As for support limits: there are both good and bad supports in newer and older games. The difference is that when there is a limit, once you unlock a bad support, you just wasted a resource that you had no way of knowing it was going to be bad. In theory you could look up the supports online, but that kind of dulls the excitement of unlocking and viewing one. Your idea of “unlock a bunch of supports but only get bonuses for a few of them” sounds nice, but there would be no need to limit them like that if a character could only be aided by the characters right next to them (makes sense) as opposed to getting bonuses from a bit of a distance (makes less sense)

            I could maybe get behind you over experience being a limited resource if it weren’t for the fact that it can be so easily wasted through no fault of the player. What if you put everything you have into some characters but they just don’t pull through with their stat gains? There’d be no way of knowing if that would happen until it does, and when that happens, you’re screwed–you might even have to start over.

            Between support limits and and experience limits, you push for a game that would need to be replayed multiple times to get the full experience. I don’t like that! Considering older games force you to bench a lot of characters or suffer the low levels of evenly distributed experience, that’s a lot of characters whose supports you’re not even going to unlock at all–plus the the fact that of those characters you do actually use, you’re only going to get five of your supports… I’m going to have to play the game many times over and over to even figure out which characters I even like. And if I don’t really like the characters after all is said and done? That’s a huge waste of time on something I paid money for to have an enjoyable experience. That’s a portion of my life I’m never going to get back, and it’s a much greater portion than if the game was designed for me to get a full experience on only one playthrough. Replays should be more optional than that.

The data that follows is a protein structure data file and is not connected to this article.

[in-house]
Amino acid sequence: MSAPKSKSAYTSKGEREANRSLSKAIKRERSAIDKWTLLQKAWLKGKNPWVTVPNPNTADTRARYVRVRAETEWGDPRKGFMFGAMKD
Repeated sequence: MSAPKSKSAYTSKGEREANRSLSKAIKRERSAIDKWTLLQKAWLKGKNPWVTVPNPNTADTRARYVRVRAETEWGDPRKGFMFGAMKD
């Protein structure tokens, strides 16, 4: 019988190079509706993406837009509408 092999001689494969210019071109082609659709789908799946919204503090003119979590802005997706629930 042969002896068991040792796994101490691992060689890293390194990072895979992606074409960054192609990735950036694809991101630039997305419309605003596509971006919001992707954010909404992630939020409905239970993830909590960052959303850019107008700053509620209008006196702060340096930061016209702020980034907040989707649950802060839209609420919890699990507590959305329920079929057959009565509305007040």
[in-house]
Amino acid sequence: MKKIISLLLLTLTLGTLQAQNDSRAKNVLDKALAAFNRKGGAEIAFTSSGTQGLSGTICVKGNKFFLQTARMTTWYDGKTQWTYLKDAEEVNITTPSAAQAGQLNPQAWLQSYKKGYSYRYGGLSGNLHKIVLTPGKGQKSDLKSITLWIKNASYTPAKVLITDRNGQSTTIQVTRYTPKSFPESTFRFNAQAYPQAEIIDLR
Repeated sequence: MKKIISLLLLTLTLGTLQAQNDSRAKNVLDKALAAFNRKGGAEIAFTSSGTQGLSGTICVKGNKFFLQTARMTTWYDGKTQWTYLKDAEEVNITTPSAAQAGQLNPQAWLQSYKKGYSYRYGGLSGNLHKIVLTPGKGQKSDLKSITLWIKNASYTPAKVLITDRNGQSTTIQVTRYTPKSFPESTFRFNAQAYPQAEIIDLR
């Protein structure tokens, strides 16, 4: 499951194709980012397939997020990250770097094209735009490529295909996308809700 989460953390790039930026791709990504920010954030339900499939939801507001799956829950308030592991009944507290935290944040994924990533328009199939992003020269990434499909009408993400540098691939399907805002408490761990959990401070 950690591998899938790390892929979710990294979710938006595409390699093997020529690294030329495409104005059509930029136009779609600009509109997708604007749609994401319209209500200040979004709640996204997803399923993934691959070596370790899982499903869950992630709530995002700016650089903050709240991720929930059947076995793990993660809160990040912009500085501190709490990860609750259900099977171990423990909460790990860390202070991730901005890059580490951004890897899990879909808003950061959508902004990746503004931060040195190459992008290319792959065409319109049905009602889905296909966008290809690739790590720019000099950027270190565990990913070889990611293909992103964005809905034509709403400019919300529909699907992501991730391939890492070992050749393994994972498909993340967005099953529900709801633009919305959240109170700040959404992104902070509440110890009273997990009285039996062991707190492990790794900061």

And some of the stuff you said about Awakening is just plain silly. “It punishes you for not having enough supports”… huh? “on higher difficulties”… oh. Dude, if the harder modes are too hard, just don’t play them. That’s what the easier modes are for. And I’d much rather be “punished” for not having a lot of supports (my own decision–I mean, you kind of have to go out of your way not to unlock a lot of supports in Awakening) than for putting experience points into characters and not having it pay off (the game’s fault, not mine).